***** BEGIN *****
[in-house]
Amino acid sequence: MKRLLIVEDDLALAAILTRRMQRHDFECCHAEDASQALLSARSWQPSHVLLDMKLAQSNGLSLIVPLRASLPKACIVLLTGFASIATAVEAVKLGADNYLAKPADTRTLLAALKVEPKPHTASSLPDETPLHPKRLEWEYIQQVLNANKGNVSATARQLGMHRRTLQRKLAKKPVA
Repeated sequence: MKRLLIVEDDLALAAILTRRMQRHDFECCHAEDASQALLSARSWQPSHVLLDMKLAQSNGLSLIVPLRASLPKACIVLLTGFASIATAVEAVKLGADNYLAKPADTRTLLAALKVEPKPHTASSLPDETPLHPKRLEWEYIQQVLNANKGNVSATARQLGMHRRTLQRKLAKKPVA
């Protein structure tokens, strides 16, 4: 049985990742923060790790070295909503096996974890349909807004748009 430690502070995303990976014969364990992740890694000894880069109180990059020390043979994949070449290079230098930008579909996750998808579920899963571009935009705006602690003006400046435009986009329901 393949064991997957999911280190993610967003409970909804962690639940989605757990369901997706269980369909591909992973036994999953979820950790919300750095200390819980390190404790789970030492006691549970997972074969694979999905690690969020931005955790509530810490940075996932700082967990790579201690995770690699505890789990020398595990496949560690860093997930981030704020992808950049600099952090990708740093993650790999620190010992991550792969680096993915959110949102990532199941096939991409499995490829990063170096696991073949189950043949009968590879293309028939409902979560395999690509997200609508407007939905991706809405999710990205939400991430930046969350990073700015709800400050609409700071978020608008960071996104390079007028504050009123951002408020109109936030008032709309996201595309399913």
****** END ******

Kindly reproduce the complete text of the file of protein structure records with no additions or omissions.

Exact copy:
[in-house]
Amino acid sequence: MKRLLIVEDDLALAAILTRRMQRHDFECCHAEDASQALLSARSWQPSHVLLDMKLAQSNGLSLIVPLRASLPKACIVLLTGFASIATAVEAVKLGADNYLAKPADTRTLLAALKVEPKPHTASSLPDETPLHPKRLEWEYIQQVLNANKGNVSATARQLGMHRRTLQRKLAKKPVA
Repeated sequence: MKRLLIVEDDLALAAILTRRMQRHDFECCHAEDASQALLSARSWQPSHVLLDMKLAQSNGLSLIVPLRASLPKACIVLLTGFASIATAVEAVKLGADNYLAKPADTRTLLAALKVEPKPHTASSLPDETPLHPKRLEWEYIQQVLNANKGNVSATARQLGMHRRTLQRKLAKKPVA
């Protein structure tokens, strides 16, 4: 049985990742923060790790070295909503096996974890349909807004748009 430690502070995303990976014969364990992740890694000894880069109180990059020390043979994949070449290079230098930008579909996750998808579920899963571009935009705006602690003006400046435009986009329901 393949064991997957999911280190993610967003409970909804962690639940989605757990369901997706269980369909591909992973036994999953979820950790919300750095200390819980390190404790789970030492006691549970997972074969694979999905690690969020931005955790509530810490940075996932700082967990790579201690995770690699505890789990020398595990496949560690860093997930981030704020992808950049600099952090990708740093993650790999620190010992991550792969680096993915959110949102990532199941096939991409499995490829990063170096696991073949189950043949009968590879293309028939409902979560395999690509997200609508407007939905991706809405999710990205939400991430930046969350990073700015709800400050609409700071978020608008960071996104390079007028504050009123951002408020109109936030008032709309996201595309399913």